Jovan Hutton Pulitzer Requests Full Review of AZ Voter Rolls, ERIC Program

  • by:
  • Source: UncoverDC
  • 09/19/2023

Jovan Hutton Pulitzer says he would like to see subpoenaed information from the Electronic Registration Information Center (ERIC) in Arizona from Maricopa County. The Mar. 19 letter to Attorney General Mark Brnovich is a detailed 15-page request for information and reconciliation of the database that Pulitzer says has been difficult and perplexing on several fronts. He contends that "Maricopa County might not even be accepting the reports from ERIC, which the state pays for, and ignoring the identification of dead voters that should be immediately removed from the voter rolls."

The ERIC database is set up to reconcile data that include new voters, dead voters, and voters who have moved out of state with the State of Arizona voter rolls. Such information will be critical to understand better what happened in the County during the 2020 General Election and help rectify voter rolls for future elections.

According to Pulitzer, the ERIC program in the state is not only understaffed, but the staff does not have the necessary data and technology expertise to sift through and fully utilize the ERIC database. He also says it is not fully apparent just how secure the system is—an important metric given ERIC manages "incredibly private voter registration files" with highly sensitive information like social security numbers, driver's license numbers, and other personal information.

Arizona joined ERIC in 2017, the 22nd state to do so. When the Secretary of State announced the move to participate, the press release stated:

"[I]t is estimated that 1 in 8 records in the country needs to be updated. ERIC compares official data provided by participating states as well as U.S. Postal Service addresses and Social Security death records to identify out-of-date records because they have moved, changed their names, or died. The results data is then shared with member states allowing election officials to update their voter registration rolls."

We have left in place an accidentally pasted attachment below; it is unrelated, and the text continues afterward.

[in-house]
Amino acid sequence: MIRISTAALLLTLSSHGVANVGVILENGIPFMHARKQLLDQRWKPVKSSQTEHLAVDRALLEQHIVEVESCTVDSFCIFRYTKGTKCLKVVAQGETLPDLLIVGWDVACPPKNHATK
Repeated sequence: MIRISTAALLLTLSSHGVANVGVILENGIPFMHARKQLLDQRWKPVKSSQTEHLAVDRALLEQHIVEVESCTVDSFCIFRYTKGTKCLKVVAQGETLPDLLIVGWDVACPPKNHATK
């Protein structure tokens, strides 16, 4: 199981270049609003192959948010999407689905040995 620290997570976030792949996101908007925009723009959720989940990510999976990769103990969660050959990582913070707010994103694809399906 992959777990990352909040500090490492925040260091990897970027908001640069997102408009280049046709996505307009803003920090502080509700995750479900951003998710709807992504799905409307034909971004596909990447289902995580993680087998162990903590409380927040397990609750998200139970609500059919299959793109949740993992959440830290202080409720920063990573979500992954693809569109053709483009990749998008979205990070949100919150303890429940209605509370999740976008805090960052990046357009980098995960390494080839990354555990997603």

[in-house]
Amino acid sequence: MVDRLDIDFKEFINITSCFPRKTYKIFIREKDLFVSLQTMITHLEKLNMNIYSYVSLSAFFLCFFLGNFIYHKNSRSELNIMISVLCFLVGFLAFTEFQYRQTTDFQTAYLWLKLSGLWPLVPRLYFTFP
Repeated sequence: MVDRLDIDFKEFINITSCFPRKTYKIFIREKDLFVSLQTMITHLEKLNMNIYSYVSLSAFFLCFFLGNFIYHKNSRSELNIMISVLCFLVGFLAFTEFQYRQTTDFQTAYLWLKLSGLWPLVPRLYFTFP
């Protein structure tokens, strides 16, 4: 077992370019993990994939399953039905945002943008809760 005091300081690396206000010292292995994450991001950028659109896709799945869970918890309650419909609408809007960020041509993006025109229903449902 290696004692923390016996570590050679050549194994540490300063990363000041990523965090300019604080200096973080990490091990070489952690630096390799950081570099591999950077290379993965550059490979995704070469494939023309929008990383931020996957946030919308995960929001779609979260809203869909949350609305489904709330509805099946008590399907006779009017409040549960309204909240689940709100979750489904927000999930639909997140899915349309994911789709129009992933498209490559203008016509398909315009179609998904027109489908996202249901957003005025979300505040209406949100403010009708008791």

ERIC has provided list maintenance data to its members since 2013. Arizona is required to provide ERIC with voter information every 60 days. Pulitzer says there is evidence that is not taking place.

Arizona Joins ERIC/ERIC 2017 report.

For example, Pulitzer has found evidence to suggest:

"Between July 2021 and September 2021, the State of Arizona new voter registration system data was cross-checked with the Social Security Administration data sets, and egregious mismanagement and maladministration of the Arizona Voter Rolls was discovered. Fifty-eight percent (58%) of the voter records investigated came back as NO MATCH with the Social Security Administration as being a real SSN or individual.

If such invalid and/or illegal records were identified and provided to Maricopa County election officials, then such officials and representatives blatantly ignored the warnings, data and information provided. We have to wonder if this information, when passed along to the Secretary of State in Arizona, is just simply ignored or just mishandled."

Non-Matches/Arizona/JHP/Brnovich P. 2